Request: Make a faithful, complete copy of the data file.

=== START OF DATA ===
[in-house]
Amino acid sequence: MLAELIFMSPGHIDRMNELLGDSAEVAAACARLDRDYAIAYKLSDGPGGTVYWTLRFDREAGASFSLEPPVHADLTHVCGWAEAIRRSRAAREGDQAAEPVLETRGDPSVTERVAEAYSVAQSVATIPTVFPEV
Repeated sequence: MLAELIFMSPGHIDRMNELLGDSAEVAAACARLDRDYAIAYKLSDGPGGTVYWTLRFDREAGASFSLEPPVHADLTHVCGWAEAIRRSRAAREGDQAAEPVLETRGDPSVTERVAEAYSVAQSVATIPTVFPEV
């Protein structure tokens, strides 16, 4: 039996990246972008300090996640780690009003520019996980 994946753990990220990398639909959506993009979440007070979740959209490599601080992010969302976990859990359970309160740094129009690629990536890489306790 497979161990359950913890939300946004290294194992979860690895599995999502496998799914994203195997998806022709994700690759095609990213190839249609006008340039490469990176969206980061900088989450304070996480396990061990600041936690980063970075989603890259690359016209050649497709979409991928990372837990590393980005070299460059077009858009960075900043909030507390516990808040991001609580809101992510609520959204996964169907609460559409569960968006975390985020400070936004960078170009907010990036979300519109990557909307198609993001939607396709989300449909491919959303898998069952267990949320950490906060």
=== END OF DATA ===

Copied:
[in-house]
Amino acid sequence: MLAELIFMSPGHIDRMNELLGDSAEVAAACARLDRDYAIAYKLSDGPGGTVYWTLRFDREAGASFSLEPPVHADLTHVCGWAEAIRRSRAAREGDQAAEPVLETRGDPSVTERVAEAYSVAQSVATIPTVFPEV
Repeated sequence: MLAELIFMSPGHIDRMNELLGDSAEVAAACARLDRDYAIAYKLSDGPGGTVYWTLRFDREAGASFSLEPPVHADLTHVCGWAEAIRRSRAAREGDQAAEPVLETRGDPSVTERVAEAYSVAQSVATIPTVFPEV
């Protein structure tokens, strides 16, 4: 039996990246972008300090996640780690009003520019996980 994946753990990220990398639909959506993009979440007070979740959209490599601080992010969302976990859990359970309160740094129009690629990536890489306790 497979161990359950913890939300946004290294194992979860690895599995999502496998799914994203195997998806022709994700690759095609990213190839249609006008340039490469990176969206980061900088989450304070996480396990061990600041936690980063970075989603890259690359016209050649497709979409991928990372837990590393980005070299460059077009858009960075900043909030507390516990808040991001609580809101992510609520959204996964169907609460559409569960968006975390985020400070936004960078170009907010990036979300519109990557909307198609993001939607396709989300449909491919959303898998069952267990949320950490906060």